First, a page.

Res Subjudice Case Laws:
Facts: The defendant had filed for stay of present suit, an application u/s 10 CPC, on ground that the matter in controversy is pending in Jamshedpur Court also. This was contrasted by plaintiff on ground that, the defendants had raised issue of jurisdiction of Jamshedpur Court to entertain same suit; and that application u/s 10 CPC can be filed in the present suit, only if objection with respect to lack of jurisdiction was withdrawn in Jamshedpur Court.
Judgement: Court held that the conditions requisite to invoke S.10 CPC are:
- Matter in issue in both the suits to be substantially the same.
- Suit to be between the same parties or parties litigating under them
- Previously instituted suit to be in the same Court or a different Court, which has jurisdiction to grant the relief asked.
- There is nothing to the effect that defendant should not question the competency of previously Court in the previously instituted suit, and there remains the fact that the plaintiff in their defense against S.10 CPC, had not stated the Jamshedpur Court is competent. Thus relief was granted to the defendant.
Dees Piston Ltd V State Bank of India 1991: In this case, it was held that. When a matter is before a competent Civil Court, the National Commission will not entertain a petition in respect of identical subject matter under Consumer Protection Act.
Indian Bank V Maharashtra State Co-Operative Marketing Federation 1998: The court in this case held that, the object of prohibition in S.10 CPC, is to, prevent courts of concurrent Jurisdiction from simultaneously trying two parallel cases avoid inconsistent findings on the matter in issue.
According to section 11 of Civil Procedure Code, Res Judicata means that courts don’t have the power to try any new issue or suit which has previously been settled between the same parties.
- There must be two suits one former (previously decided) suit and the other subsequent suit.
- Parties of the former and subsequent suit or the parties under whom they or any of them claim should be the same.
- The subject matter of the subsequent suit should be identical or related to the Former suit either actually or constructively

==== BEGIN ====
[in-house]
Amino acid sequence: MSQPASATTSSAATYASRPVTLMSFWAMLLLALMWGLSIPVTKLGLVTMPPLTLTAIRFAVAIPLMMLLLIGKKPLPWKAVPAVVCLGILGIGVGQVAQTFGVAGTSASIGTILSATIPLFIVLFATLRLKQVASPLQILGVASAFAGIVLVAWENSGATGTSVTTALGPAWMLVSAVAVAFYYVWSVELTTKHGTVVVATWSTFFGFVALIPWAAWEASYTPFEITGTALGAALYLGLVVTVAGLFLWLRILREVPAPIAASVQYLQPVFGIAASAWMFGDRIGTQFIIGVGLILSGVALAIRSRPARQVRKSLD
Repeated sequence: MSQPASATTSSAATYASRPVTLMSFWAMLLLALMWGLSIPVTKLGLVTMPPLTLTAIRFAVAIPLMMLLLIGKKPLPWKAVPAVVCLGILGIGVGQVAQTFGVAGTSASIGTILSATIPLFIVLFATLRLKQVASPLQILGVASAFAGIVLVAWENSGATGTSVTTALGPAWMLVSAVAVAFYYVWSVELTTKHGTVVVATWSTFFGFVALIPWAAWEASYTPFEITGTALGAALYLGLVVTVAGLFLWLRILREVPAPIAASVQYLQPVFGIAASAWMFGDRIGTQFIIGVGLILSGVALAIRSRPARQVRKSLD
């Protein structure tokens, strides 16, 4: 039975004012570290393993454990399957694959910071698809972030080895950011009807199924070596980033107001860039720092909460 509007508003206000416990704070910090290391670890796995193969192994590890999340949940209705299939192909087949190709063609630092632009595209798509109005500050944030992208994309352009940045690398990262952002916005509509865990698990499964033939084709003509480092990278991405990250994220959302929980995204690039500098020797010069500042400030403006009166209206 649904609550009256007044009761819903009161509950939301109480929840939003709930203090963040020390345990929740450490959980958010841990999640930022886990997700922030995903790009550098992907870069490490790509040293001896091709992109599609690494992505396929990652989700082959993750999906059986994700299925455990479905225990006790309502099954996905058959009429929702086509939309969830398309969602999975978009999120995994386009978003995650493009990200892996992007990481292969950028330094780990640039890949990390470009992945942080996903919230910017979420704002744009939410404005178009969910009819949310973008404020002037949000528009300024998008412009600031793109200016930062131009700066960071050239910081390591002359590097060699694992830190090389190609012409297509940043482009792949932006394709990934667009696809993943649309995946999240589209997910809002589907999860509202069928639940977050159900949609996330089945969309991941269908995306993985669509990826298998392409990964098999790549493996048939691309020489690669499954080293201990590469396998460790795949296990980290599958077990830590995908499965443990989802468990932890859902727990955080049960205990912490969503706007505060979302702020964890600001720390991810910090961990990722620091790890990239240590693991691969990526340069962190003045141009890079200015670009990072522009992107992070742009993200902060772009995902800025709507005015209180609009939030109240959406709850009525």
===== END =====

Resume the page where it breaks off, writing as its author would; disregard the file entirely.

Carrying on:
- The case must be finally decided between the parties
- The former suit should be decided by the court of competent jurisdictions
- Parties in the former as well as in Subsequent suit must have litigated under the same title
According to section 10 of Civil Procedure Code, Res Subjudice says that competent court has the power to stay on proceedings, when there are two or more cases, which are filed between the identical parties on the similar subject matter.
Conditions or Essentials:
- Suits to the parties are to be the same or between parties under whom they or any of them claim, litigating under the same title.
- Pendency of suit in Foreign Court doesn’t activate Section 10 CPC.
- If suit is pending before a Court and subsequently an application is filed before a Tehsildar, it doesn’t invoke Section 10 as Tehsildar is not a “Court”
- For purpose of institution, the date of presentation of plaint and not the date of admission is considered. The term suit includes appeal.
- Any decree passed in violation of Section 10 is null and void.
At last what I deduce from the above explanations is that, with the augmenting cases in the courts and the intensified burden on the courts because of several frivolous and preposterous suits, it is inexorable that to ensure smooth functioning of the judicial system as well as for providing justice to indigent parties that these two doctrines are severely executed. These doctrines must not be used for the purpose of avoidance of justice. Rather, the purpose is to make the judiciary more proficient and effective.
The doctrine of Res Judicata, aims to ensure that a matter once shut after exhaustion of all remedies is not re-opened. This is important as if it was not in place, the cases would go on in perpetuity and there would be no conclusion in any matter.
The doctrine of Res Sub Judice functions as a stay from the similar subject matter in issue being parallel introduced in two different Courts and the twin objectives of Section 10 CPC are, avoiding conflicting decisions and findings and avoiding wastage of Court resources and time.